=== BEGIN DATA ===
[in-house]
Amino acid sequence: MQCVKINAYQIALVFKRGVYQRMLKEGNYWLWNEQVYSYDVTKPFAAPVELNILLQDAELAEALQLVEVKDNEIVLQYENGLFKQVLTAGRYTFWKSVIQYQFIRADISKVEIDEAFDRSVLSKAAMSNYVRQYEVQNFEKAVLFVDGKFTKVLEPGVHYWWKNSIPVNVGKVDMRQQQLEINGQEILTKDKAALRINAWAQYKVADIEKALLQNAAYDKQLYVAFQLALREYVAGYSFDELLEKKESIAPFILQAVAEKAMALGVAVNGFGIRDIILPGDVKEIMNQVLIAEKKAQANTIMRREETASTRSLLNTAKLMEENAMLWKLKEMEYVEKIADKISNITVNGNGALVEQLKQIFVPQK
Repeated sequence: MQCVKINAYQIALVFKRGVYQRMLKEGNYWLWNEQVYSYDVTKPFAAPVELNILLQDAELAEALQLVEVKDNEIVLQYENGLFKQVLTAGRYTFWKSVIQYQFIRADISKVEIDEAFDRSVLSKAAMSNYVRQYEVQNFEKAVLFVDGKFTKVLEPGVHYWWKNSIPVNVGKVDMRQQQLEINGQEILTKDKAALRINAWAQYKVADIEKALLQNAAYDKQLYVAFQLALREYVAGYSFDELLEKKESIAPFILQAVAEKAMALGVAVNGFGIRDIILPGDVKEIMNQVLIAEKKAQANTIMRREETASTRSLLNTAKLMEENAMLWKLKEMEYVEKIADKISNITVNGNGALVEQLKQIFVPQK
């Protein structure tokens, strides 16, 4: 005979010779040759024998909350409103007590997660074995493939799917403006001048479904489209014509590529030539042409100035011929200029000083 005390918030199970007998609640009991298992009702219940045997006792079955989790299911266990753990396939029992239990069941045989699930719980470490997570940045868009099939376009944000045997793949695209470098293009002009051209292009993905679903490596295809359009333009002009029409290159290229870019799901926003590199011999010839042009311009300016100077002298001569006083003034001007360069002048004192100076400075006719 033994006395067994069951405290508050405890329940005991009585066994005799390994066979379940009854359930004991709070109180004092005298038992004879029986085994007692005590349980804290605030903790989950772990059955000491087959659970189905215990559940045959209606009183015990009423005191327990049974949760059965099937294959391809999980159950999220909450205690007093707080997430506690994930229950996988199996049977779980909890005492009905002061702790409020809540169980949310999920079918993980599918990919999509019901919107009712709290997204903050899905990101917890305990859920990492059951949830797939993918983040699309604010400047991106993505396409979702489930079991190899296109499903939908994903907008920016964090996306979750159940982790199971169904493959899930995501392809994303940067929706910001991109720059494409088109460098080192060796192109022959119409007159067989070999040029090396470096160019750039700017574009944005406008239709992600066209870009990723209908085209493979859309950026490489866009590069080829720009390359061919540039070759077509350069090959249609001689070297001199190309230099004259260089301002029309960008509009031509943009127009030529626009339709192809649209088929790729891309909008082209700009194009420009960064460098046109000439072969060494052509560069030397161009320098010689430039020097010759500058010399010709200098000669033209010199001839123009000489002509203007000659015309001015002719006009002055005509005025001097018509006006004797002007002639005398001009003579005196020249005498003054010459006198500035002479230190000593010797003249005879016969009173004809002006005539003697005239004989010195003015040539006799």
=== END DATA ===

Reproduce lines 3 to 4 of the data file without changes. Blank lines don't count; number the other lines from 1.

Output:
Repeated sequence: MQCVKINAYQIALVFKRGVYQRMLKEGNYWLWNEQVYSYDVTKPFAAPVELNILLQDAELAEALQLVEVKDNEIVLQYENGLFKQVLTAGRYTFWKSVIQYQFIRADISKVEIDEAFDRSVLSKAAMSNYVRQYEVQNFEKAVLFVDGKFTKVLEPGVHYWWKNSIPVNVGKVDMRQQQLEINGQEILTKDKAALRINAWAQYKVADIEKALLQNAAYDKQLYVAFQLALREYVAGYSFDELLEKKESIAPFILQAVAEKAMALGVAVNGFGIRDIILPGDVKEIMNQVLIAEKKAQANTIMRREETASTRSLLNTAKLMEENAMLWKLKEMEYVEKIADKISNITVNGNGALVEQLKQIFVPQK
């Protein structure tokens, strides 16, 4: 005979010779040759024998909350409103007590997660074995493939799917403006001048479904489209014509590529030539042409100035011929200029000083 005390918030199970007998609640009991298992009702219940045997006792079955989790299911266990753990396939029992239990069941045989699930719980470490997570940045868009099939376009944000045997793949695209470098293009002009051209292009993905679903490596295809359009333009002009029409290159290229870019799901926003590199011999010839042009311009300016100077002298001569006083003034001007360069002048004192100076400075006719 033994006395067994069951405290508050405890329940005991009585066994005799390994066979379940009854359930004991709070109180004092005298038992004879029986085994007692005590349980804290605030903790989950772990059955000491087959659970189905215990559940045959209606009183015990009423005191327990049974949760059965099937294959391809999980159950999220909450205690007093707080997430506690994930229950996988199996049977779980909890005492009905002061702790409020809540169980949310999920079918993980599918990919999509019901919107009712709290997204903050899905990101917890305990859920990492059951949830797939993918983040699309604010400047991106993505396409979702489930079991190899296109499903939908994903907008920016964090996306979750159940982790199971169904493959899930995501392809994303940067929706910001991109720059494409088109460098080192060796192109022959119409007159067989070999040029090396470096160019750039700017574009944005406008239709992600066209870009990723209908085209493979859309950026490489866009590069080829720009390359061919540039070759077509350069090959249609001689070297001199190309230099004259260089301002029309960008509009031509943009127009030529626009339709192809649209088929790729891309909008082209700009194009420009960064460098046109000439072969060494052509560069030397161009320098010689430039020097010759500058010399010709200098000669033209010199001839123009000489002509203007000659015309001015002719006009002055005509005025001097018509006006004797002007002639005398001009003579005196020249005498003054010459006198500035002479230190000593010797003249005879016969009173004809002006005539003697005239004989010195003015040539006799």